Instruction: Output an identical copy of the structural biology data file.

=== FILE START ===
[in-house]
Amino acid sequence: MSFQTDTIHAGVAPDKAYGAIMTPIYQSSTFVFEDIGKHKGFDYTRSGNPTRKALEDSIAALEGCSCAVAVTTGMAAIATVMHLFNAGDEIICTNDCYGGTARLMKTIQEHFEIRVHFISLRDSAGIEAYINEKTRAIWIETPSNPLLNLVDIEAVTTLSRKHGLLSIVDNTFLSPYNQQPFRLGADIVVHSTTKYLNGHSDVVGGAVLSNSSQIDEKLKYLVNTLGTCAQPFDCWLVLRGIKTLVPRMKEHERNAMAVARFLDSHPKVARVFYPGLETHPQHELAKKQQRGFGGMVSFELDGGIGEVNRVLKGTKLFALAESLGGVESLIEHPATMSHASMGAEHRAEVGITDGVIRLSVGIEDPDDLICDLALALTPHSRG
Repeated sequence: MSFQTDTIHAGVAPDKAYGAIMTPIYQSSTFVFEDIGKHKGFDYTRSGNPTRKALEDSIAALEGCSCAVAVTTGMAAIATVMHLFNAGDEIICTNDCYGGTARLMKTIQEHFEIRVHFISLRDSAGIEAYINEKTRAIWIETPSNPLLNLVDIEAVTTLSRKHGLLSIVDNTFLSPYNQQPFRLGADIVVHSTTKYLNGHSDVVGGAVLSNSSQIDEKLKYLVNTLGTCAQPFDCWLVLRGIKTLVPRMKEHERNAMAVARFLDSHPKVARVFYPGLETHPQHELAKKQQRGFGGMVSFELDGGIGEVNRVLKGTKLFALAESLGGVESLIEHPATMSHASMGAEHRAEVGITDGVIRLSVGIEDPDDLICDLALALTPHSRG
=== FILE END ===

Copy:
[in-house]
Amino acid sequence: MSFQTDTIHAGVAPDKAYGAIMTPIYQSSTFVFEDIGKHKGFDYTRSGNPTRKALEDSIAALEGCSCAVAVTTGMAAIATVMHLFNAGDEIICTNDCYGGTARLMKTIQEHFEIRVHFISLRDSAGIEAYINEKTRAIWIETPSNPLLNLVDIEAVTTLSRKHGLLSIVDNTFLSPYNQQPFRLGADIVVHSTTKYLNGHSDVVGGAVLSNSSQIDEKLKYLVNTLGTCAQPFDCWLVLRGIKTLVPRMKEHERNAMAVARFLDSHPKVARVFYPGLETHPQHELAKKQQRGFGGMVSFELDGGIGEVNRVLKGTKLFALAESLGGVESLIEHPATMSHASMGAEHRAEVGITDGVIRLSVGIEDPDDLICDLALALTPHSRG
Repeated sequence: MSFQTDTIHAGVAPDKAYGAIMTPIYQSSTFVFEDIGKHKGFDYTRSGNPTRKALEDSIAALEGCSCAVAVTTGMAAIATVMHLFNAGDEIICTNDCYGGTARLMKTIQEHFEIRVHFISLRDSAGIEAYINEKTRAIWIETPSNPLLNLVDIEAVTTLSRKHGLLSIVDNTFLSPYNQQPFRLGADIVVHSTTKYLNGHSDVVGGAVLSNSSQIDEKLKYLVNTLGTCAQPFDCWLVLRGIKTLVPRMKEHERNAMAVARFLDSHPKVARVFYPGLETHPQHELAKKQQRGFGGMVSFELDGGIGEVNRVLKGTKLFALAESLGGVESLIEHPATMSHASMGAEHRAEVGITDGVIRLSVGIEDPDDLICDLALALTPHSRG